By Reuven Blau and Brad Hamilton (NY Post)
May 31, 2009
Thou shalt not blackmail.
Brooklyn Bishop Nicholas DiMarzio threatened state lawmakers by vowing to close churches in their districts -- and blame them for the closures -- if they dared support a bill making it easier for people who were sexually assaulted as kids to sue, legislators told The Post.
They said the dark warning came during a "legislative breakfast" at DiMarzio's Brooklyn residence, as he told the gathering of about 20 state and city politicians that he would retaliate against Albany lawmakers if they backed the Child Victims Act.
The controversial bill -- which could be heading for an Assembly floor debate as soon as June 8 -- seeks to extend the statute of limitations for lawsuits involving the rape or molesting of youngsters. It could cost the Church hundreds of millions in payouts to victimized parishioners.
Two lawmakers said the bishop brazenly bullied them during the coffee-and-doughnuts gathering at his stately brick residence in Clinton Hill on Oct. 21.
"He said, 'If it passes, we will close a parish in each of your districts and we will tell your constituents that it was your fault,' " said one Assembly member who spoke on the condition of anonymity.
"I was shocked," he said. "I've never seen a threat like that made at any lobby meeting."
A senator who asked not to be identified said: "The hair on the back of my head stood up. In my years of Catholic schooling, we were never taught to be so vindictive, and here's my bishop saying, 'I'll close a church in your district.' "
A City Council member said: "He brought up this bill, and he went on a tirade about it, saying, 'We'll have to close churches, and you'll be the ones responsible for it. It will be your fault.'
"He basically threatened the room. I was appalled."
The author of the legislation, Queens Assemblywoman Margaret Markey, did not attend the breakfast, but she said lawmakers who were there told her about DiMarzio's remarks.
"People take offense at that," she said. "Legislators do not want to be threatened by anyone. You don't close parishes just because a state legislator votes on a particular bill."
The assemblyman who spoke to The Post said DiMarzio's ploy backfired -- the lawmaker was so put off that he signed on to Markey's measure as a co-sponsor.
"Her bill was not on my radar screen, but the obnoxiousness of his threat made me take a look at it," he said.
DiMarzio, 64, is the leader of the Brooklyn Diocese, which oversees 1.6 million Catholics at 198 parishes and schools in Brooklyn and Queens.
He has spearheaded an intense lobbying effort against the bill, which would give new hope to hundreds whose civil claims that they were sexually abused by priests or educators were tossed out because they were filed too late.
Currently, alleged victims can file suit when they turn 18 but not after age 23. The bill would extend that window to age 28.
It would also suspend all limits for one year, allowing anyone whose claim was previously dismissed on statute-of-limitations grounds to relaunch the lawsuit.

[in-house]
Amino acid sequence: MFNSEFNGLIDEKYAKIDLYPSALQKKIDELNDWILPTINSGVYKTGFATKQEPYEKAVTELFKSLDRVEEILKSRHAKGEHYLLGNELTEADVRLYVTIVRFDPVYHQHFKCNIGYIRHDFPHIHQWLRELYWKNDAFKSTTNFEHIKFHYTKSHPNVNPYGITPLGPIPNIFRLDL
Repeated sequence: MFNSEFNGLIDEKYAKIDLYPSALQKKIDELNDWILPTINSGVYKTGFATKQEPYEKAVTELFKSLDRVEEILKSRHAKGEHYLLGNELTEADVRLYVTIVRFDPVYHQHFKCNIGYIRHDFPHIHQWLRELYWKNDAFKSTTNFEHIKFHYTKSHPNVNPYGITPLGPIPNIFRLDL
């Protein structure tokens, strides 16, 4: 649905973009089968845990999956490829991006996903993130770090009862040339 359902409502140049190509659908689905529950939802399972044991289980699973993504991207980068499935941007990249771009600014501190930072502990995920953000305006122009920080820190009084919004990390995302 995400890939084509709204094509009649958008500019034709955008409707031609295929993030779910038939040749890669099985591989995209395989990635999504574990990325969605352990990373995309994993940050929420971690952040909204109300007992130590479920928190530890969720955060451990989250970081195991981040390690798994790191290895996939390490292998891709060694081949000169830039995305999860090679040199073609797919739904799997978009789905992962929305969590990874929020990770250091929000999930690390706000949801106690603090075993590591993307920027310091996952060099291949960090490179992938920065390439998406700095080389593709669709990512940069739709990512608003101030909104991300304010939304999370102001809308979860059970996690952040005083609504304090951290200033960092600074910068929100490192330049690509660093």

It was unclear exactly how many people might be affected, but in 2006, the state Court of Appeals tossed out a $300 million suit by 42 litigants against 24 priests in the Brooklyn Diocese because the plaintiffs waited too long to file.
The bishop's spokesman emphatically denied that DiMarzio threatened the lawmakers.
"There's no question about it being blackmail," the Rev. Kieran Harrington said. "If the legislators are saying there's a threat involved, they're trying to create a story where there is no story. We're dealing with an anti-Catholic bias that's pervading the New York state Assembly."
DiMarzio was merely pointing out to the pols that the diocese would be financially devastated if the bill becomes law, he said.
"The consequences for our community would be profound," Harrington said.
DiMarzio also took the fight directly to Markey, a five-term incumbent, when she was up for re-election last November, actively campaigning for her opponent, Republican challenger Anthony Nunziato.
"There was literature calling me anti-Catholic," said Markey, a Catholic whose three adult children all attended Catholic schools.
DiMarzio last month turned to Congressman Joseph Crowley, the Queens Democratic Party chair, asking him to put pressure on Markey over the bill, according to a high-level Assembly source.
Crowley angrily rebuffed him, the source said.
"Crowley in effect told the bishop, 'You're a paper tiger. You went against her and failed.' He told the bishop there was nothing he could do," the source said.
But Crowley denied that the exchange took place.
"I have not had a conversation with the bishop since last year," he said.
Markey's camp criticizes the bishop for engaging in bare-knuckle politics.
"Aside from the separation of church and state, there's an unseemly quality of getting involved at this level," said one of her aides, who asked not to be quoted by name.
Additional reporting by Fredric U. Dicker, David Seifman and Angela Montefinise